Index of content:
Volume 123, Issue 4, April 2008
- SPEECH PERCEPTION 
123(2008); http://dx.doi.org/10.1121/1.2839004View Description Hide Description
Mandarin perceivers were tested in visual lexical-tone identification before and after learning. Baseline performance was only slightly above chance, although there appeared to be some visual information in the speakers’ neck and head movements. When participants were taught to use this visible information in two experiments, visual tone identification improved significantly. There appears to be a relationship between the production of lexical tones and the visible movements of the neck, head, and mouth, and this information can be effectively used after a short training session.
123(2008); http://dx.doi.org/10.1121/1.2887857View Description Hide Description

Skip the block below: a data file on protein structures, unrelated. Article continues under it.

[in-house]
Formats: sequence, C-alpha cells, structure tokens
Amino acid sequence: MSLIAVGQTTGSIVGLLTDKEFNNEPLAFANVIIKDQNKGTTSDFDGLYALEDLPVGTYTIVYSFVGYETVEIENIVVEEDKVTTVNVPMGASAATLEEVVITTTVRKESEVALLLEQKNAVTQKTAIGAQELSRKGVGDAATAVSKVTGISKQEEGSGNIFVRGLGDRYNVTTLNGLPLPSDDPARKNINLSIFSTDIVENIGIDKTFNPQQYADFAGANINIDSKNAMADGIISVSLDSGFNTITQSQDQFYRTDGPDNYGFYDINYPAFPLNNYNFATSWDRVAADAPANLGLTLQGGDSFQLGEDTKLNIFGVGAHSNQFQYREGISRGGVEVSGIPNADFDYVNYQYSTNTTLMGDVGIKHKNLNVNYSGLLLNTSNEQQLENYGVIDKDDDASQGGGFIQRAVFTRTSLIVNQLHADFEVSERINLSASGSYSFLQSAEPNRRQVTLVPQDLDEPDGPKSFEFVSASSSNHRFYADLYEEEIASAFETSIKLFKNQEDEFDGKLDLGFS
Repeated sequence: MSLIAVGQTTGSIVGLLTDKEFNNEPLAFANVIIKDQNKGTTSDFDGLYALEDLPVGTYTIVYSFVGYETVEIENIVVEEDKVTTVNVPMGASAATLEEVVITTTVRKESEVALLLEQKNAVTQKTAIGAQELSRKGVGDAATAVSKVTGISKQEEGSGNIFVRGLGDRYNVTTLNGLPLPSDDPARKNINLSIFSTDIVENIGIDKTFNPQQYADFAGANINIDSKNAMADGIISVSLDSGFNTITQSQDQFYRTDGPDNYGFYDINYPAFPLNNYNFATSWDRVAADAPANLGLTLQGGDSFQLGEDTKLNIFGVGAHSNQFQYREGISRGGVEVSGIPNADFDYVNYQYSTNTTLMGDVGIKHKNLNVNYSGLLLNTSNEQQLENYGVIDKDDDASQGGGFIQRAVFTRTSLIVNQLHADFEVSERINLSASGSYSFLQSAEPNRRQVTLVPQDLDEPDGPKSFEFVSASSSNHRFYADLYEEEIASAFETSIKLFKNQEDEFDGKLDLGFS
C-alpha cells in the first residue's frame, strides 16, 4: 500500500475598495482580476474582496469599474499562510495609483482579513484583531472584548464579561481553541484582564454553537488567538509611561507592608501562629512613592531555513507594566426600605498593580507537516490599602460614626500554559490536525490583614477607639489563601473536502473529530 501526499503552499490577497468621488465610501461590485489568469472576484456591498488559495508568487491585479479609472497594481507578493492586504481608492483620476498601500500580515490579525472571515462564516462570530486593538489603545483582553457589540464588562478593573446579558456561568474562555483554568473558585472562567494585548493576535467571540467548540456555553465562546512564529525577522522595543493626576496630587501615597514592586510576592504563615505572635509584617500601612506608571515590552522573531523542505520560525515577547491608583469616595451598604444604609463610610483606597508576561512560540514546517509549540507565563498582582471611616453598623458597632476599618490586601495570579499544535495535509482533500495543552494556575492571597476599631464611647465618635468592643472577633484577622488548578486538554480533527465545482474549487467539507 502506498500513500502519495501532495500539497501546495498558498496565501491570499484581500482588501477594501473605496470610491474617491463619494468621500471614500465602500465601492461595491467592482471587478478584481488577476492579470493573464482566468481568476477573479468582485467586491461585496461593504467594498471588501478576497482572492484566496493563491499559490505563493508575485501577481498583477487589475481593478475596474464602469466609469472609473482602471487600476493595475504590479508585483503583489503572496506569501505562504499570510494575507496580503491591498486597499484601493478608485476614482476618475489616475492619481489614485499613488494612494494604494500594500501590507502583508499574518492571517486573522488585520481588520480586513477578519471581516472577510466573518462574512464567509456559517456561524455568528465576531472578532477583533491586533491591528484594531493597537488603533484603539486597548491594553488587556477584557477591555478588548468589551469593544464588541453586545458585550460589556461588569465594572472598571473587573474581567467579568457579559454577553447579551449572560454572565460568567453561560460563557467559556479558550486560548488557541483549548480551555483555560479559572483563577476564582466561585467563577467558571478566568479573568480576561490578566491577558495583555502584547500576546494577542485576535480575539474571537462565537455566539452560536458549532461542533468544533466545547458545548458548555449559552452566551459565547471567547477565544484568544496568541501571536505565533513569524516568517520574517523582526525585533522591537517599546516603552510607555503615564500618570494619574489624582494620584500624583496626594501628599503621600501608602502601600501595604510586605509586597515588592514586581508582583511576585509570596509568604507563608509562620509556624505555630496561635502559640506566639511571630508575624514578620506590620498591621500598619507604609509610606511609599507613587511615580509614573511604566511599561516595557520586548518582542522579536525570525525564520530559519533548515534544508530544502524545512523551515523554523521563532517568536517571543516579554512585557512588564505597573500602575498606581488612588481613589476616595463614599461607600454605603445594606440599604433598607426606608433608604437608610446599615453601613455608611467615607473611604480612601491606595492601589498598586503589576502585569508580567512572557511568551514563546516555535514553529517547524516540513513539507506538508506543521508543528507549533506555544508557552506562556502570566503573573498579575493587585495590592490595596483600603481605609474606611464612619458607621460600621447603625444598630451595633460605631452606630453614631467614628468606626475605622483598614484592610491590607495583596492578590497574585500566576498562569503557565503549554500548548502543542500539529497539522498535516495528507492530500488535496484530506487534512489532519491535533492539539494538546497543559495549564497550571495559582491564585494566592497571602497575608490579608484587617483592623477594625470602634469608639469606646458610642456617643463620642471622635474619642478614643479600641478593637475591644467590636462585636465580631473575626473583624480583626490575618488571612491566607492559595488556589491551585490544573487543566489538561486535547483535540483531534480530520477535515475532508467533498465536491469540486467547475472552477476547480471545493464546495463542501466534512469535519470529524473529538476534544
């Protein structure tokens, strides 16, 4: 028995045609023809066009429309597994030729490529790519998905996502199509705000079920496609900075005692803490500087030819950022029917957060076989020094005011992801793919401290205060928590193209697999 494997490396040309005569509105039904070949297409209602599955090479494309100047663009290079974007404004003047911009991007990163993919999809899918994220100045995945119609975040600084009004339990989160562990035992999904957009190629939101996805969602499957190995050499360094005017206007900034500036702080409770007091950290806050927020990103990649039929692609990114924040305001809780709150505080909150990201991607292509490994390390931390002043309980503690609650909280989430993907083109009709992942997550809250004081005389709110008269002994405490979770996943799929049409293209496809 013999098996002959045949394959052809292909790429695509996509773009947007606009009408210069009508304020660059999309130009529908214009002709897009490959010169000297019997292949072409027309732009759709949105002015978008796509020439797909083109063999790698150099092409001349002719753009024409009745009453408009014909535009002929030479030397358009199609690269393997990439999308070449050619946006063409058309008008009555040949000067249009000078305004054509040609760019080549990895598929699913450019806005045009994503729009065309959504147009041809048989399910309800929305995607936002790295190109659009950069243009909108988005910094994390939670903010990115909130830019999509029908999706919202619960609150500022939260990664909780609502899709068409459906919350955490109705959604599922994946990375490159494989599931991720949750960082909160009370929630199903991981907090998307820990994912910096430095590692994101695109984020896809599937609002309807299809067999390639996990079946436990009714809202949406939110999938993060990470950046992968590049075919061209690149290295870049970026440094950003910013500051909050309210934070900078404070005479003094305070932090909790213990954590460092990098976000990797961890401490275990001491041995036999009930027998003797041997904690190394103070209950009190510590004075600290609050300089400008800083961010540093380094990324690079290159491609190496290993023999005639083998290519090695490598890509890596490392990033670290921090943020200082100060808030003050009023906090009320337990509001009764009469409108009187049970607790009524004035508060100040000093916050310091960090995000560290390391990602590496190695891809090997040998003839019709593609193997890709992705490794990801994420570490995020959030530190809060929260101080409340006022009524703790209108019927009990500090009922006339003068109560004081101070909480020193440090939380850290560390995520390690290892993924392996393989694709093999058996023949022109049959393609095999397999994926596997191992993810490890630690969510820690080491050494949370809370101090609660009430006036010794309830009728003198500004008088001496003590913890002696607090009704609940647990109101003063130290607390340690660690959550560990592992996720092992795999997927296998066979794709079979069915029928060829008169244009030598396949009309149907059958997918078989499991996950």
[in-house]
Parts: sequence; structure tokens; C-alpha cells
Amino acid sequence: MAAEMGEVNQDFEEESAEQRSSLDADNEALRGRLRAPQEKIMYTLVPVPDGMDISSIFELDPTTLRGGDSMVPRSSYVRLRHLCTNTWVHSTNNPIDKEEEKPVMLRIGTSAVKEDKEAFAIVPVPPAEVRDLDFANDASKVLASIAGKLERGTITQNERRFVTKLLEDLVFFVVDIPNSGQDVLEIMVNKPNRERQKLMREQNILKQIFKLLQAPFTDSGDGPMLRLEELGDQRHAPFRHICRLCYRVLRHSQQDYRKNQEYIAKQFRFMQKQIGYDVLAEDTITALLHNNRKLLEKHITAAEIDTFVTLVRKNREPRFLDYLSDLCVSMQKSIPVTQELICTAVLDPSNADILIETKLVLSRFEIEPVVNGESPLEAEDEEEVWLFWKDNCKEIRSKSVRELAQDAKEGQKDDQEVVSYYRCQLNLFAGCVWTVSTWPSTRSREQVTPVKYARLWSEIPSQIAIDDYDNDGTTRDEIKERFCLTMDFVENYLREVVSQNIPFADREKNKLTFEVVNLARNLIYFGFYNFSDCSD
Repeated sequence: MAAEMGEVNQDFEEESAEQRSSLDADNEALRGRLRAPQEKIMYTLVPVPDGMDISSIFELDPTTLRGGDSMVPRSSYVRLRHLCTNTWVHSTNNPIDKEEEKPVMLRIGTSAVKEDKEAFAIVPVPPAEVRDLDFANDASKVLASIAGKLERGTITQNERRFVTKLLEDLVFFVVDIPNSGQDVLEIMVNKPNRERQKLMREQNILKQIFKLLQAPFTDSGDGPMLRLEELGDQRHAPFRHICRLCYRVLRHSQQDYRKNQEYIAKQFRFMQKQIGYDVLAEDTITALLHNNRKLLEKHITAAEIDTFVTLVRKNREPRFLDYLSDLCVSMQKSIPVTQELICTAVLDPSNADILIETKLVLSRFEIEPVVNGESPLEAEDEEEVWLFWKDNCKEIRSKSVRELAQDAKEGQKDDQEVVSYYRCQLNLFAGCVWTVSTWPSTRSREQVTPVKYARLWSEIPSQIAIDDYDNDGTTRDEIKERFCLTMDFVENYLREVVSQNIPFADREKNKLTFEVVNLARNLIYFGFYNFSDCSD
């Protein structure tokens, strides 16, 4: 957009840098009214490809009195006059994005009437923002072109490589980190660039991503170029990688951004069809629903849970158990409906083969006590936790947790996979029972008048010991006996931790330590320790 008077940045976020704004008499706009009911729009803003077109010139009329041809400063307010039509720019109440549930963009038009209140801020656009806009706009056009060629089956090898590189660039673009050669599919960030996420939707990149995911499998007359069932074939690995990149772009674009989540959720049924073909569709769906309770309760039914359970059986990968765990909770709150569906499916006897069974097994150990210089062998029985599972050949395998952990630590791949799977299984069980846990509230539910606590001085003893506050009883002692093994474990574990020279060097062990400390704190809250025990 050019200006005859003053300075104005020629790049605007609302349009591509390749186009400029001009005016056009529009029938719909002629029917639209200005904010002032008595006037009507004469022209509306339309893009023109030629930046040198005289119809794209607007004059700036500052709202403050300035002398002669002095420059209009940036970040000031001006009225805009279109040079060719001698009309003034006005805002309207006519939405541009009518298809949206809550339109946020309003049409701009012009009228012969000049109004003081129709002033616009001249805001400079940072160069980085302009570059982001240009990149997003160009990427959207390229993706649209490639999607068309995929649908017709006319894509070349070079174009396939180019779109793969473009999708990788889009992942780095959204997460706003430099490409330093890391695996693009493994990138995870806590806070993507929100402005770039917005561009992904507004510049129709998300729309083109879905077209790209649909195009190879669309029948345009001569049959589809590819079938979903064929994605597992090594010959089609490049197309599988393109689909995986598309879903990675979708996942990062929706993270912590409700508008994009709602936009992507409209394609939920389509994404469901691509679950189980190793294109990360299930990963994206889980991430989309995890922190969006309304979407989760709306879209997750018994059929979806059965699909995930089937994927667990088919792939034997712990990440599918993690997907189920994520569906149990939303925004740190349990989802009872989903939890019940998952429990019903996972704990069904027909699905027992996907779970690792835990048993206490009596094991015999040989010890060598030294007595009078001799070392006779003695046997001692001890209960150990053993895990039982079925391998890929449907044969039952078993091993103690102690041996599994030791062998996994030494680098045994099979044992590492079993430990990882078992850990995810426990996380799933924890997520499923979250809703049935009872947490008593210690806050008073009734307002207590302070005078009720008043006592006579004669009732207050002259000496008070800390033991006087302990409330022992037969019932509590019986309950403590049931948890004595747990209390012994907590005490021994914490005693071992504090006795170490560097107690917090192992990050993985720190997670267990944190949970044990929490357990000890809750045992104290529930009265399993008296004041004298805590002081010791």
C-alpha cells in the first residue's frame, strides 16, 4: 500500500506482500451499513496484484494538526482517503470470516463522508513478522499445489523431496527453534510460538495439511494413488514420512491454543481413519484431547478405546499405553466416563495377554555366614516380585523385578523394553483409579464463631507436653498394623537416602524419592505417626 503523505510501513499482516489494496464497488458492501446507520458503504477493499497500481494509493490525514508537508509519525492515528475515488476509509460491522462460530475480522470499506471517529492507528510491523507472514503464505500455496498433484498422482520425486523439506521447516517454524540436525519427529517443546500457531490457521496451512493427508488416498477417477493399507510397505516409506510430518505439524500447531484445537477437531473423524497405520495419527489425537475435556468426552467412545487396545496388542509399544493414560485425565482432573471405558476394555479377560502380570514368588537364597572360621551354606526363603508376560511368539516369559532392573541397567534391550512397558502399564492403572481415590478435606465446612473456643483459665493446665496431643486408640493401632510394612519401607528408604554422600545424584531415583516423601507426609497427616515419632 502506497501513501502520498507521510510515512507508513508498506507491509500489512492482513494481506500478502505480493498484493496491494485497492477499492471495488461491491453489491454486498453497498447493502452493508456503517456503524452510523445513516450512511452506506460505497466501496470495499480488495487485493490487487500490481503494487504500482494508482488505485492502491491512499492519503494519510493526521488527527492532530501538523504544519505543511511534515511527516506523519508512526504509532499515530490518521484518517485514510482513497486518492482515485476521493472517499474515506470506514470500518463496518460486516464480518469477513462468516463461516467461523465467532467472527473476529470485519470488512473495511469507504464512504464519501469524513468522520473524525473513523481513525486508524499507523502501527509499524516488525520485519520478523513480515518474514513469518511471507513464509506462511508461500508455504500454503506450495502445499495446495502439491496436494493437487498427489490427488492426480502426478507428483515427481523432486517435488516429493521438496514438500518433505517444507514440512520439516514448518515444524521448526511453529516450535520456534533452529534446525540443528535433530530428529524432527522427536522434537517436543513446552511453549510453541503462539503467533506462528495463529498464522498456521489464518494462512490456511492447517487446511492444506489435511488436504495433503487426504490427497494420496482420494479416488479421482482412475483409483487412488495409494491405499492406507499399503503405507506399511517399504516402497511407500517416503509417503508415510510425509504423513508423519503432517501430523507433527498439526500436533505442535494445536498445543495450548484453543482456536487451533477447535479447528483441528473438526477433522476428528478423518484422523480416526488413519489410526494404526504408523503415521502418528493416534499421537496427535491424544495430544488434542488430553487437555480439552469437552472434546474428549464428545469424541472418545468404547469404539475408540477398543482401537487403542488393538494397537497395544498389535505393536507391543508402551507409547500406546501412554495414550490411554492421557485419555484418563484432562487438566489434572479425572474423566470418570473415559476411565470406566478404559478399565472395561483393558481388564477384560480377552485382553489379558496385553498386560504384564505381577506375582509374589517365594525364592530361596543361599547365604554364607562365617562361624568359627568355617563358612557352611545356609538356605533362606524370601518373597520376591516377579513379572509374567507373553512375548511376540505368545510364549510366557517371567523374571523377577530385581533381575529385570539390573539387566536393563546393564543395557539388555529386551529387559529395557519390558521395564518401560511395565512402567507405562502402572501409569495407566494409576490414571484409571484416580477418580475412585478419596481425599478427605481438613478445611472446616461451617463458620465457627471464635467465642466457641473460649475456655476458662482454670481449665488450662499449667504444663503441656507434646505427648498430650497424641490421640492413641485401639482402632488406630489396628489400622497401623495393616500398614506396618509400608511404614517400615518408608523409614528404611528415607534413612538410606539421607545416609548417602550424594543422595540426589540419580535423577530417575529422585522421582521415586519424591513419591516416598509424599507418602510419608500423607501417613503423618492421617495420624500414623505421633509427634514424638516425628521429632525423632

Spectral weighting strategies using a correlational method [R. A. Lutfi, J. Acoust. Soc. Am.97, 1333–1334 (1995);V. M. Richards and S. Zhu, J. Acoust. Soc. Am.95, 423–424 (1994)] were measured in ten listeners with sensorineural-hearing loss on a sentence recognition task. Sentences and a spectrally matched noise were filtered into five separate adjacent spectral bands and presented to listeners at various signal-to-noise ratios (SNRs). Five point-biserial correlations were computed between the listeners’ response (correct or incorrect) on the task and the SNR in each band. The stronger the correlation between performance and SNR, the greater that given band was weighted by the listener. Listeners were tested with and without hearing aids on. All listeners were experienced hearing aid users. Results indicated that the highest spectral band received the greatest weight in both listening conditions. However, the weight on the highest spectral band was less when listeners performed the task with their hearing aids on in comparison to when listening without hearing aids. No direct relationship was observed between the listeners’ weights and the sensation level within a given band.